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Talent Show and Tell

David Shenk, author of a bunch of really interesting non-fiction books including this one on chess, and this one on Alzheimer’s disease, has begun working on a book about talent. In one key regard, Shenk is following in footsteps of, inter alia, Chris Anderson, who used a blog to help develop the content of his book, both called The Long Tail. Here is Shenk’s new blog, in which he describes his book, to be called The Genius In All of Us: Nature, Nurture and the New Science of Talent and Giftedness:

Where does greatness come from? How did Mozart become Mozart or Tiger Woods become Tiger Woods? How does one 10-year-old develop perfect pitch while his kid brother can’t even get through “Happy Birthday” without scaring people out of the room? The search for the root of talent and “giftedness” is an old and contentious one, and has high-stakes implications. A century-old nature vs. nurture debate has continuously flummoxed scientists and inflamed popular discourse.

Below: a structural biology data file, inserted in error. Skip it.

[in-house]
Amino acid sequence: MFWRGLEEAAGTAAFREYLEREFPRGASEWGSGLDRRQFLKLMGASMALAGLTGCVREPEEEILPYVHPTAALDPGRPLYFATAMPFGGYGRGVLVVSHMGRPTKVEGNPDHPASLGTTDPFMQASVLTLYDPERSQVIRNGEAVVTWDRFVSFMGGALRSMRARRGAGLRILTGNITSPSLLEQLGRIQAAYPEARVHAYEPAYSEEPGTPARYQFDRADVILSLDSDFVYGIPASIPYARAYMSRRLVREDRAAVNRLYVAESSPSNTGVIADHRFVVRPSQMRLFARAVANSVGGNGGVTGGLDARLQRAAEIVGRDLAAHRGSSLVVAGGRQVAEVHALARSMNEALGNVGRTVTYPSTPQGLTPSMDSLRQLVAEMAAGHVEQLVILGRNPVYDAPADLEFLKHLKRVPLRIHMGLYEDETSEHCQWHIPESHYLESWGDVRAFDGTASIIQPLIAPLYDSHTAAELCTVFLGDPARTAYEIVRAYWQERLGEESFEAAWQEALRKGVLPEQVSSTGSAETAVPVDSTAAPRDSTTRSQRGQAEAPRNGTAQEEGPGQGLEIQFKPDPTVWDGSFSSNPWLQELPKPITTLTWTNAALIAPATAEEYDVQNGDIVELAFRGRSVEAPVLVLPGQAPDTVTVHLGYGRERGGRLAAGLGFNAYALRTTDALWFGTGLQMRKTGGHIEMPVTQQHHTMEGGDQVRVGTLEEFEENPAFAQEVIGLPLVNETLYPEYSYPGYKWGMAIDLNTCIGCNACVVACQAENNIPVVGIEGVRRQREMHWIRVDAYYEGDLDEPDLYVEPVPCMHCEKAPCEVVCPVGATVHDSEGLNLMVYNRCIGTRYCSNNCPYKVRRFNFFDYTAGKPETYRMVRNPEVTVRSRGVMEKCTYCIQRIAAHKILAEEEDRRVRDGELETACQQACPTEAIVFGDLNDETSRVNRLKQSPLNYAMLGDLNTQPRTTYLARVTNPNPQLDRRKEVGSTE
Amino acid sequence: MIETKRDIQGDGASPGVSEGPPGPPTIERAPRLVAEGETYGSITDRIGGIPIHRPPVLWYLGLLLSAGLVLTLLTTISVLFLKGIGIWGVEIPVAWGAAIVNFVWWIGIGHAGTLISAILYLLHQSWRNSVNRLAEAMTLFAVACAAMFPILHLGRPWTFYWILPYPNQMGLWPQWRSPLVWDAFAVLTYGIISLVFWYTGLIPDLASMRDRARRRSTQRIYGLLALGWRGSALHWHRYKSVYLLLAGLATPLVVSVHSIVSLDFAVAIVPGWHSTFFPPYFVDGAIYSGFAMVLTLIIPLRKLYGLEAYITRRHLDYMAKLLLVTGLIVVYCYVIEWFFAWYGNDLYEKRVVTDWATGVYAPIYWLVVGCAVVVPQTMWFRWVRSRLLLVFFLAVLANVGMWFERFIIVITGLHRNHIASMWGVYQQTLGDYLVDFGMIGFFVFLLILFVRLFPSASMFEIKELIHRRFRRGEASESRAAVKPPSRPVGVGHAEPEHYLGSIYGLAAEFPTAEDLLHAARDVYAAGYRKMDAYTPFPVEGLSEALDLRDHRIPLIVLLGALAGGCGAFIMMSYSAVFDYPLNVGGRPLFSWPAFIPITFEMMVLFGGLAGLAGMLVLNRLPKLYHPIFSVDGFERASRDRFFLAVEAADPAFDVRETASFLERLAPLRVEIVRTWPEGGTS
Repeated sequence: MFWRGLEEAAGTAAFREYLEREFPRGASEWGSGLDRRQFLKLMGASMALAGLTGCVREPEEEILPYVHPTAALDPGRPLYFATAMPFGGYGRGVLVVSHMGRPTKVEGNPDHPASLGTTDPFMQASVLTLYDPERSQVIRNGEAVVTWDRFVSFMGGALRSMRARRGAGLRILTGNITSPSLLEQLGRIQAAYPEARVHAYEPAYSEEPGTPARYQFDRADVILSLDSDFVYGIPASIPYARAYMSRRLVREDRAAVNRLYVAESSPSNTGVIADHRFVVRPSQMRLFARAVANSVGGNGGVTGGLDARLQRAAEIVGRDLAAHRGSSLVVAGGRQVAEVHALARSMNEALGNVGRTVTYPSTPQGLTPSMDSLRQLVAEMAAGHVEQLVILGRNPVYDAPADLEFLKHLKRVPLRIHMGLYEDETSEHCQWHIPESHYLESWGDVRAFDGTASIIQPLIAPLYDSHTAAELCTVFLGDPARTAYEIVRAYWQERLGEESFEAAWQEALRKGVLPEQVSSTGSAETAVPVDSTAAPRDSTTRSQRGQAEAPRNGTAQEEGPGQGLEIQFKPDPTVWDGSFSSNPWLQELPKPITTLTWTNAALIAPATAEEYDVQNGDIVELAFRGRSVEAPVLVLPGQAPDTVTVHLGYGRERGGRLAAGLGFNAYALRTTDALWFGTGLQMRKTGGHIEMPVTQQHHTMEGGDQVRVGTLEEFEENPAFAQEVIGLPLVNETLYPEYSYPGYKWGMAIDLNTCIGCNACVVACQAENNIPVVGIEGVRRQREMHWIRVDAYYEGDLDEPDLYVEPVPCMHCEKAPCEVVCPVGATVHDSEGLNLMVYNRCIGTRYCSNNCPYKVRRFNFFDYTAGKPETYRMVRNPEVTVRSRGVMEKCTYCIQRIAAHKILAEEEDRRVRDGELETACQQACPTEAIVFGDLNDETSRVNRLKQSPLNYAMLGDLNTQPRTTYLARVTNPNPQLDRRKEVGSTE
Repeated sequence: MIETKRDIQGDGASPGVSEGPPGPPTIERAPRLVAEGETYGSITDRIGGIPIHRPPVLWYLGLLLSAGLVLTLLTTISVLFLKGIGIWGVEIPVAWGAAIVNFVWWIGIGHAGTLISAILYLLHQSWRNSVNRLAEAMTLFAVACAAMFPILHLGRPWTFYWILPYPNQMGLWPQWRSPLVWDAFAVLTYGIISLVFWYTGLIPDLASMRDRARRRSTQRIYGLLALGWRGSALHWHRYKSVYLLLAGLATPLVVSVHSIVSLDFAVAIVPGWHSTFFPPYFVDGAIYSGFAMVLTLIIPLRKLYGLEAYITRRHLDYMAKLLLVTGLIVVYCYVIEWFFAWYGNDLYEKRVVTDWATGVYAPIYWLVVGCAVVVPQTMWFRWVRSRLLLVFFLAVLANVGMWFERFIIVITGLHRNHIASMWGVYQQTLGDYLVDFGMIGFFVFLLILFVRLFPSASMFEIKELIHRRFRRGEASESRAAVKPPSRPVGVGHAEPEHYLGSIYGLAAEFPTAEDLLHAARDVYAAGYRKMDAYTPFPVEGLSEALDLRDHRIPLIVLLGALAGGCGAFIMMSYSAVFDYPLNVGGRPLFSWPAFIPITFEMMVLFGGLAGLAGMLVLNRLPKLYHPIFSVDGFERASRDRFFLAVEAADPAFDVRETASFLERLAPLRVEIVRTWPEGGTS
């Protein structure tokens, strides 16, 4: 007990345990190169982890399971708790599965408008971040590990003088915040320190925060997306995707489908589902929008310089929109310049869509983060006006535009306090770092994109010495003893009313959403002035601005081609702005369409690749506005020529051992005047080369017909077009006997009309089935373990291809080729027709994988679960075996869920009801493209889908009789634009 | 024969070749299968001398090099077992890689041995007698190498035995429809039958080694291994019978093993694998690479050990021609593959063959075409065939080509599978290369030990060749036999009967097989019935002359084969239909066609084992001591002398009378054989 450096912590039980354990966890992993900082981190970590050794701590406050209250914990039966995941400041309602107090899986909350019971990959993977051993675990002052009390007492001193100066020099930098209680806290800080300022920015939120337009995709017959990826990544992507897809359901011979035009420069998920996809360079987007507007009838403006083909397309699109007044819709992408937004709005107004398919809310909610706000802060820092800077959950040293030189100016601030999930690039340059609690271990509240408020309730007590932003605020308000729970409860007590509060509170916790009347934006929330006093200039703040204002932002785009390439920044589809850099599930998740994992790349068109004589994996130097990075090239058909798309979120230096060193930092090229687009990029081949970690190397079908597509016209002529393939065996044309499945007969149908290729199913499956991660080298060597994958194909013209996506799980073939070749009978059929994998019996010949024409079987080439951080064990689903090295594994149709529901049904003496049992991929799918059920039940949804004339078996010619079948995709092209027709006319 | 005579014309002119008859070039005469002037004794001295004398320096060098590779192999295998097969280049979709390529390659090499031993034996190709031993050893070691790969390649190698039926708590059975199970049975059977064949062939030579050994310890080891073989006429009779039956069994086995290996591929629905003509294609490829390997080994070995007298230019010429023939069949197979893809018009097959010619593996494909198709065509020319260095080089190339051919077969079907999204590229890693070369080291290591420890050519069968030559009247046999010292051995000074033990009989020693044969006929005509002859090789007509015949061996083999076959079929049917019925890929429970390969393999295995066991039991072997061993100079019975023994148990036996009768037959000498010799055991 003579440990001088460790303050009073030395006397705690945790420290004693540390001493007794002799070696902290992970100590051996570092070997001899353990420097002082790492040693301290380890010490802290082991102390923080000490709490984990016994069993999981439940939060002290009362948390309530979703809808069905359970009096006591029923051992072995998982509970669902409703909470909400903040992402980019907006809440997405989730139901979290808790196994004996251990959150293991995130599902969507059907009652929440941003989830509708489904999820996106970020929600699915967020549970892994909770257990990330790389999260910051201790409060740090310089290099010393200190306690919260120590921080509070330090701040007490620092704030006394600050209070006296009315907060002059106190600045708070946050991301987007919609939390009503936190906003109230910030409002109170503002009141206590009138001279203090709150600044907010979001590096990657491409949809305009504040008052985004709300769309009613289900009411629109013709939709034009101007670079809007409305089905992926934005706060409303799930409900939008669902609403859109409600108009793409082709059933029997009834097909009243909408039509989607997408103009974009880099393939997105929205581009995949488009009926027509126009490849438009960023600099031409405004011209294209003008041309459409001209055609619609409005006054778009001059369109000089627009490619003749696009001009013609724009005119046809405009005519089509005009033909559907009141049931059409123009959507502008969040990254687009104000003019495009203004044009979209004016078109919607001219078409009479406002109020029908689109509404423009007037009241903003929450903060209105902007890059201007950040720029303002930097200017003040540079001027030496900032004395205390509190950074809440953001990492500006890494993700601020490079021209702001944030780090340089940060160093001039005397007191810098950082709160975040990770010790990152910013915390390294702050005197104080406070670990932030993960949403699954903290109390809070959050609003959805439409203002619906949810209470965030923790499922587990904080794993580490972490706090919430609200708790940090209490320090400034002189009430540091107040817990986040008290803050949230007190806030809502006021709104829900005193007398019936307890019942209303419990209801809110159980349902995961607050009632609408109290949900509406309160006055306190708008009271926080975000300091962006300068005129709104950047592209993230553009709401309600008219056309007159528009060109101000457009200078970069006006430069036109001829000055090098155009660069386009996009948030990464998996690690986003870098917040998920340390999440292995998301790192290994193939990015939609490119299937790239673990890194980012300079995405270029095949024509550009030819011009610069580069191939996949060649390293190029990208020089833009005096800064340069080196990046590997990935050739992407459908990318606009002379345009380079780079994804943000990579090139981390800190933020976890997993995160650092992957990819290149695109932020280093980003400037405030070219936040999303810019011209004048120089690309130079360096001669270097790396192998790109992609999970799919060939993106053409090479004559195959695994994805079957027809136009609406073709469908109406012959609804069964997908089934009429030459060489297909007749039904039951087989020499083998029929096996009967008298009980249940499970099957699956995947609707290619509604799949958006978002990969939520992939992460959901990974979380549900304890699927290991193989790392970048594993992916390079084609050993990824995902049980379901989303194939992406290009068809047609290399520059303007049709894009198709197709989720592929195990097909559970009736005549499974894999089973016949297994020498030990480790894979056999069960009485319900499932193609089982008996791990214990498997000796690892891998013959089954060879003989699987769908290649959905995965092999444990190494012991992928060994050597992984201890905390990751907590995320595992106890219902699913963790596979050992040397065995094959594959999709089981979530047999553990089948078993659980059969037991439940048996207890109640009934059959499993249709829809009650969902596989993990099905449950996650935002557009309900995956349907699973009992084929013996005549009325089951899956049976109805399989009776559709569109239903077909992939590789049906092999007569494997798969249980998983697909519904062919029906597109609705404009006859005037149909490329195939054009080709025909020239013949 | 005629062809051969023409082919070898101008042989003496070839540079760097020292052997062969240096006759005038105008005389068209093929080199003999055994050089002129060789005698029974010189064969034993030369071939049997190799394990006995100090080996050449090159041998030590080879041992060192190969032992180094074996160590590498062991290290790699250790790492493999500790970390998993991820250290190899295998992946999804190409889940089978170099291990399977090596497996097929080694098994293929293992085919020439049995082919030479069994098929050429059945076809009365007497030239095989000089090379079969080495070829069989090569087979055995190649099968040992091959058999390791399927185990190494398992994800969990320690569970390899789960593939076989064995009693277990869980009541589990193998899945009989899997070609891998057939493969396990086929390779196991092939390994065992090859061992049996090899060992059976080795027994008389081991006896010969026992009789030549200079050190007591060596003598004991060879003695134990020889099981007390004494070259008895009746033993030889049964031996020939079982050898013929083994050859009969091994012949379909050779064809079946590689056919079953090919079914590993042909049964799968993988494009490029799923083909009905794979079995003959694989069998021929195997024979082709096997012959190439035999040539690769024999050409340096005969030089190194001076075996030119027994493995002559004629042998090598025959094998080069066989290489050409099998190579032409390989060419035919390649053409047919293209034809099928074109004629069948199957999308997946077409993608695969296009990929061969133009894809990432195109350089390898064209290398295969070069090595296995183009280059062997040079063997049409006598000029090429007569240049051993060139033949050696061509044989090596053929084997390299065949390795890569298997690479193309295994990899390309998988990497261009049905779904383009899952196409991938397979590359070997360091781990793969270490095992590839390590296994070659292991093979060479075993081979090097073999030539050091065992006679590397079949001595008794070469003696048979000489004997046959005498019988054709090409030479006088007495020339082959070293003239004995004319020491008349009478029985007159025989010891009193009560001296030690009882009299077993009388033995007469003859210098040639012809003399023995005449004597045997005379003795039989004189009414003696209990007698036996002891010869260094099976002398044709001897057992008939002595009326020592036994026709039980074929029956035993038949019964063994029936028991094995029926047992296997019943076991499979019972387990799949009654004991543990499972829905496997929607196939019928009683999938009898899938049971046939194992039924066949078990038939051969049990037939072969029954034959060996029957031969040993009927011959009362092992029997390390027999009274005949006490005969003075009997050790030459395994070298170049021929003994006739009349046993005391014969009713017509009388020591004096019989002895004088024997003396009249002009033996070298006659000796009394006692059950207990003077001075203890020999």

Now, thanks to a gym full of new science, there is a new, third way to understand talent, giftedness, and extraordinary achievement. The details are tricky, but the message and implications are clear.

I am pretty sure that the “third way” Shenk refers to is the work of researchers like Anders Ericsson, which we wrote about here.

The goal of Shenk’s blog is meant to generate discourse on the subject. Given that goal, I predict it will be, shall we say, wildly successful. It would be fun to take bets on how long it takes for a certain kind of I.Q. evangelist to show up and commandeer the discussion. But, just as Vegas bookmakers won’t take bets on events that can be too easily manipulated by the parties involved, I’m afraid that’s a non-starter.